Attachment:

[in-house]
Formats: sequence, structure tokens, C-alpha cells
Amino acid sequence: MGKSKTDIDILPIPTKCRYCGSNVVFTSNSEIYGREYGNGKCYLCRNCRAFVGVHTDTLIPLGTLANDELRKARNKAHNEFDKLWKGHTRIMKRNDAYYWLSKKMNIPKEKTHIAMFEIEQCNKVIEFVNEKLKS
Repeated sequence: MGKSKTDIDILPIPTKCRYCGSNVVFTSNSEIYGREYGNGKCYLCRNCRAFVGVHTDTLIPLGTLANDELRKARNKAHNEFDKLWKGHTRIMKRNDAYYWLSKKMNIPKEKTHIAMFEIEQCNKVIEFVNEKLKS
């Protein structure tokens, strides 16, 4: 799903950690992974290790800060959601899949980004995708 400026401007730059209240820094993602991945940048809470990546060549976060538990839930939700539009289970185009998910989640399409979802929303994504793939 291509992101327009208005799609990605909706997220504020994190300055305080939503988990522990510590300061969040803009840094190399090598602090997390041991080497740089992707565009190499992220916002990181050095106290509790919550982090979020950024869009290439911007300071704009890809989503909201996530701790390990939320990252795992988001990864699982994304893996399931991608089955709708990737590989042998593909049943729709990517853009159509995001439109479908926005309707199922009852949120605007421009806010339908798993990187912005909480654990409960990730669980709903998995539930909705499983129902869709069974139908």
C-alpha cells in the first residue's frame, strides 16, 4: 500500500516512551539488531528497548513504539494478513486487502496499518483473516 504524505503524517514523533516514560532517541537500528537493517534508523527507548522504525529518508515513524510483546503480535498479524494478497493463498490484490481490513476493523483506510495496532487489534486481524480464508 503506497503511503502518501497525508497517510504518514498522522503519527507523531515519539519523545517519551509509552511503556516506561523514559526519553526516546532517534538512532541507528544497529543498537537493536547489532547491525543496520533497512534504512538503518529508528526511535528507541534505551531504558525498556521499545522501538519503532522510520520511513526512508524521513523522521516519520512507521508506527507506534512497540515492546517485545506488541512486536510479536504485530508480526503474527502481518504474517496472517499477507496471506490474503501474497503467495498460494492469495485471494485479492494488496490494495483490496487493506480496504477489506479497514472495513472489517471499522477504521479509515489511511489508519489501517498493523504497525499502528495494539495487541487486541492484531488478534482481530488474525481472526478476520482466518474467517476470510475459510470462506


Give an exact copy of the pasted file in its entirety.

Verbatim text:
[in-house]
Formats: sequence, structure tokens, C-alpha cells
Amino acid sequence: MGKSKTDIDILPIPTKCRYCGSNVVFTSNSEIYGREYGNGKCYLCRNCRAFVGVHTDTLIPLGTLANDELRKARNKAHNEFDKLWKGHTRIMKRNDAYYWLSKKMNIPKEKTHIAMFEIEQCNKVIEFVNEKLKS
Repeated sequence: MGKSKTDIDILPIPTKCRYCGSNVVFTSNSEIYGREYGNGKCYLCRNCRAFVGVHTDTLIPLGTLANDELRKARNKAHNEFDKLWKGHTRIMKRNDAYYWLSKKMNIPKEKTHIAMFEIEQCNKVIEFVNEKLKS
């Protein structure tokens, strides 16, 4: 799903950690992974290790800060959601899949980004995708 400026401007730059209240820094993602991945940048809470990546060549976060538990839930939700539009289970185009998910989640399409979802929303994504793939 291509992101327009208005799609990605909706997220504020994190300055305080939503988990522990510590300061969040803009840094190399090598602090997390041991080497740089992707565009190499992220916002990181050095106290509790919550982090979020950024869009290439911007300071704009890809989503909201996530701790390990939320990252795992988001990864699982994304893996399931991608089955709708990737590989042998593909049943729709990517853009159509995001439109479908926005309707199922009852949120605007421009806010339908798993990187912005909480654990409960990730669980709903998995539930909705499983129902869709069974139908």
C-alpha cells in the first residue's frame, strides 16, 4: 500500500516512551539488531528497548513504539494478513486487502496499518483473516 504524505503524517514523533516514560532517541537500528537493517534508523527507548522504525529518508515513524510483546503480535498479524494478497493463498490484490481490513476493523483506510495496532487489534486481524480464508 503506497503511503502518501497525508497517510504518514498522522503519527507523531515519539519523545517519551509509552511503556516506561523514559526519553526516546532517534538512532541507528544497529543498537537493536547489532547491525543496520533497512534504512538503518529508528526511535528507541534505551531504558525498556521499545522501538519503532522510520520511513526512508524521513523522521516519520512507521508506527507506534512497540515492546517485545506488541512486536510479536504485530508480526503474527502481518504474517496472517499477507496471506490474503501474497503467495498460494492469495485471494485479492494488496490494495483490496487493506480496504477489506479497514472495513472489517471499522477504521479509515489511511489508519489501517498493523504497525499502528495494539495487541487486541492484531488478534482481530488474525481472526478476520482466518474467517476470510475459510470462506